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A caduceus ( κηρύκειον , kerykeion in Greek) is a staff with two snakes wrapped around it. It was a symbol of commerce and is associated with the Greek god Hermes, the messenger for the gods, creator of magical incantations, conductor of the dead and protector of merchants and thieves. It was originally a herald's staff, sometimes with wings, with two white ribbons attached. The ribbons eventually evolved into snakes in the figure-eight shape.

In the seventh century, the caduceus came to be associated with a precursor of medicine, alchemy, based on the Hermetic spells. The caduceus is used interchangeably with the Rod of Asclepius, especially in the United States. Historically, the two symbols had distinct and unrelated meanings. Occasionally the caduceus may be combined with a DNA double-helix, which the intertwined snakes coincidentally resemble.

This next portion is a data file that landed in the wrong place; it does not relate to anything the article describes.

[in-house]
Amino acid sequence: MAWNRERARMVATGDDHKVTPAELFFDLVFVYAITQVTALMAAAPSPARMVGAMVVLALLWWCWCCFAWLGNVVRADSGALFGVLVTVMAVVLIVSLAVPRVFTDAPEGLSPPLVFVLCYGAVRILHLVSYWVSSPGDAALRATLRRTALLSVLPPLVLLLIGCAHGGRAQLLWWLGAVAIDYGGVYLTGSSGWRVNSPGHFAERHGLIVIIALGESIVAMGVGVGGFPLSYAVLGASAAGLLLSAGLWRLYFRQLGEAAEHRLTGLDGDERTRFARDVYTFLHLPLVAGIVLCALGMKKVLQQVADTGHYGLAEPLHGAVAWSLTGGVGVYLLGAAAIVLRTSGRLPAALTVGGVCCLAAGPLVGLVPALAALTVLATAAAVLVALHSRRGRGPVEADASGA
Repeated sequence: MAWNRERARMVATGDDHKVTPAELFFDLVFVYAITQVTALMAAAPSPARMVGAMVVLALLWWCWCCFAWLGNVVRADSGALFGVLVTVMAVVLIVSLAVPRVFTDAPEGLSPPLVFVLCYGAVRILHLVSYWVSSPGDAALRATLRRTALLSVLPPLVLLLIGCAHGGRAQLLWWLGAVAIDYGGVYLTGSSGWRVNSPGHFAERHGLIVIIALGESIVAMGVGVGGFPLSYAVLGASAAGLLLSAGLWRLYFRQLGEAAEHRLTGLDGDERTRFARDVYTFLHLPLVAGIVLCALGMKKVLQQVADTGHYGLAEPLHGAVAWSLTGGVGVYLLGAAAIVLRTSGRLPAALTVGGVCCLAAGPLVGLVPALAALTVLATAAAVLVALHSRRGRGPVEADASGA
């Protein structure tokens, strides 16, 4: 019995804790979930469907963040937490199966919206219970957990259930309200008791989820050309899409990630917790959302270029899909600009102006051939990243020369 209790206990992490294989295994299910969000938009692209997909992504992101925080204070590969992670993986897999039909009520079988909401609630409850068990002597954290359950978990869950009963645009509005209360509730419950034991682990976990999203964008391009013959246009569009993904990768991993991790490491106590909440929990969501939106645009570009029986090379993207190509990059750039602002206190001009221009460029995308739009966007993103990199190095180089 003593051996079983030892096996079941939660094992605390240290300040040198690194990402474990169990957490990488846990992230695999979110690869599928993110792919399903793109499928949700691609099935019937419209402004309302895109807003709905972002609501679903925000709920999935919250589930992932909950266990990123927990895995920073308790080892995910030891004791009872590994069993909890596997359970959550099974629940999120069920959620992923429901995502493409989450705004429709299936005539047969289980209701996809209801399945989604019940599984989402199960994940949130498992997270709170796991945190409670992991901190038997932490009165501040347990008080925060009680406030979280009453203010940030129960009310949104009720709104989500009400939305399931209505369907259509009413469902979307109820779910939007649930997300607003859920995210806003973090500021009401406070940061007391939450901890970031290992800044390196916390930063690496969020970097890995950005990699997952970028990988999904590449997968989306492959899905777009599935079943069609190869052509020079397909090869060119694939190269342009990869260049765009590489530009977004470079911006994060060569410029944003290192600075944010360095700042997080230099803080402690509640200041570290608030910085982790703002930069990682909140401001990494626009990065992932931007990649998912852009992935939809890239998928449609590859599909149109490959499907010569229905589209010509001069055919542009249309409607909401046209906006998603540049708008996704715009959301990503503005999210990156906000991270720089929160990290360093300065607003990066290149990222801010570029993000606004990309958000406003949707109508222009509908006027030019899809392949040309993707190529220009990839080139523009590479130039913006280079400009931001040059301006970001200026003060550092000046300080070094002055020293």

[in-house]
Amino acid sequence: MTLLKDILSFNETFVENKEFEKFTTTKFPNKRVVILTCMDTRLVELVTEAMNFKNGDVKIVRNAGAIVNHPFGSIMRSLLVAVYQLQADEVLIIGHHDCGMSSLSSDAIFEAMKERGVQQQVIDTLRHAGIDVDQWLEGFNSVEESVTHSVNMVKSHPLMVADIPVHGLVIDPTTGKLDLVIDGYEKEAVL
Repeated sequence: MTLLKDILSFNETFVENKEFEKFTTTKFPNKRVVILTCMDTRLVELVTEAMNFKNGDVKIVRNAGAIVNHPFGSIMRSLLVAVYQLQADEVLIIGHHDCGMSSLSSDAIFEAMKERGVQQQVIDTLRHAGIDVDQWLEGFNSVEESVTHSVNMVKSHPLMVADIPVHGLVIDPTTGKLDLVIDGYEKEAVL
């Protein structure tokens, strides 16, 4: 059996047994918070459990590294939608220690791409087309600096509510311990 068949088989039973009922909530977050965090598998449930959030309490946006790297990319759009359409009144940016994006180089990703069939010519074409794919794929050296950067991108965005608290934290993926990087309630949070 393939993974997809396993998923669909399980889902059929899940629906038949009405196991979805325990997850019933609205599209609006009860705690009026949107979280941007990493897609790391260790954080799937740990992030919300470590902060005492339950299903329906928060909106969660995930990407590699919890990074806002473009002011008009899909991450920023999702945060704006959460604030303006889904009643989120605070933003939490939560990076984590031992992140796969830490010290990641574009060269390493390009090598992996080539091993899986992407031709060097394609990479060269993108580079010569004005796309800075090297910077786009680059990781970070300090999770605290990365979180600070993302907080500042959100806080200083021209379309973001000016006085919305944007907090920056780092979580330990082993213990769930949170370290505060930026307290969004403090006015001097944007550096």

Its origins are thought to be as early as 2600 BC in Mesopotamia. It was used by the priests in the Eleusinian Mysteries of ancient Greece, and has been associated with the Gnostic Corpus Hermeticum and Kundalini Yoga, where it is thought to be a symbolic representation of the "subtle" nerve channels the "ida", "pingala", and "sushumna" described in yogic kundalini physiology.

In Unicode, the "caduceus" symbol is U+2624 (☤).

Relief with a stamnos and a kerykeion, the symbols of Dionysus and Hermes from Athens

Links

Blayney, Keith, "The Caduceus vs the Staff of Asclepius"


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